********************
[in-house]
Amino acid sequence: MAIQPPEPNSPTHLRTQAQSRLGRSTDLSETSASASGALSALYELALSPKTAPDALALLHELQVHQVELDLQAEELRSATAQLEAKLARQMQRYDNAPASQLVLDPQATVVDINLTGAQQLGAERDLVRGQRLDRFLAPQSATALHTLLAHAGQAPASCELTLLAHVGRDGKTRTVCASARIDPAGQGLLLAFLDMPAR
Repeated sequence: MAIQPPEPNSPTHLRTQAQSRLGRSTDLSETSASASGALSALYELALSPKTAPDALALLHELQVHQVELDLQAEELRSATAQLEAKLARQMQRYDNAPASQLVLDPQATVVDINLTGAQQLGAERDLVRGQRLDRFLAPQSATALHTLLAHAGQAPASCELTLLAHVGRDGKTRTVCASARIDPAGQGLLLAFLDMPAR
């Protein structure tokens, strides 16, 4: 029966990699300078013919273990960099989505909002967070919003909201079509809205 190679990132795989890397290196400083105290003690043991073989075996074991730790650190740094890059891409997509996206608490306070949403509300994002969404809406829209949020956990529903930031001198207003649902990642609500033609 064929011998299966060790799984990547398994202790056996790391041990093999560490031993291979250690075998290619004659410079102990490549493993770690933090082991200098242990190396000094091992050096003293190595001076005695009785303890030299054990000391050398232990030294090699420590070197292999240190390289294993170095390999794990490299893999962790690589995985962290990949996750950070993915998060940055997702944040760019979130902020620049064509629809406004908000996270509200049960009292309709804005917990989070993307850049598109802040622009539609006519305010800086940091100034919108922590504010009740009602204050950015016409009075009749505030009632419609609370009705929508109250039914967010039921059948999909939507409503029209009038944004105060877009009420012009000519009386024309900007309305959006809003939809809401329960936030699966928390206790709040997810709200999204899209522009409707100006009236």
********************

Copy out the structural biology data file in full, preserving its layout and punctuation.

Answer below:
[in-house]
Amino acid sequence: MAIQPPEPNSPTHLRTQAQSRLGRSTDLSETSASASGALSALYELALSPKTAPDALALLHELQVHQVELDLQAEELRSATAQLEAKLARQMQRYDNAPASQLVLDPQATVVDINLTGAQQLGAERDLVRGQRLDRFLAPQSATALHTLLAHAGQAPASCELTLLAHVGRDGKTRTVCASARIDPAGQGLLLAFLDMPAR
Repeated sequence: MAIQPPEPNSPTHLRTQAQSRLGRSTDLSETSASASGALSALYELALSPKTAPDALALLHELQVHQVELDLQAEELRSATAQLEAKLARQMQRYDNAPASQLVLDPQATVVDINLTGAQQLGAERDLVRGQRLDRFLAPQSATALHTLLAHAGQAPASCELTLLAHVGRDGKTRTVCASARIDPAGQGLLLAFLDMPAR
């Protein structure tokens, strides 16, 4: 029966990699300078013919273990960099989505909002967070919003909201079509809205 190679990132795989890397290196400083105290003690043991073989075996074991730790650190740094890059891409997509996206608490306070949403509300994002969404809406829209949020956990529903930031001198207003649902990642609500033609 064929011998299966060790799984990547398994202790056996790391041990093999560490031993291979250690075998290619004659410079102990490549493993770690933090082991200098242990190396000094091992050096003293190595001076005695009785303890030299054990000391050398232990030294090699420590070197292999240190390289294993170095390999794990490299893999962790690589995985962290990949996750950070993915998060940055997702944040760019979130902020620049064509629809406004908000996270509200049960009292309709804005917990989070993307850049598109802040622009539609006519305010800086940091100034919108922590504010009740009602204050950015016409009075009749505030009632419609609370009705929508109250039914967010039921059948999909939507409503029209009038944004105060877009009420012009000519009386024309900007309305959006809003939809809401329960936030699966928390206790709040997810709200999204899209522009409707100006009236």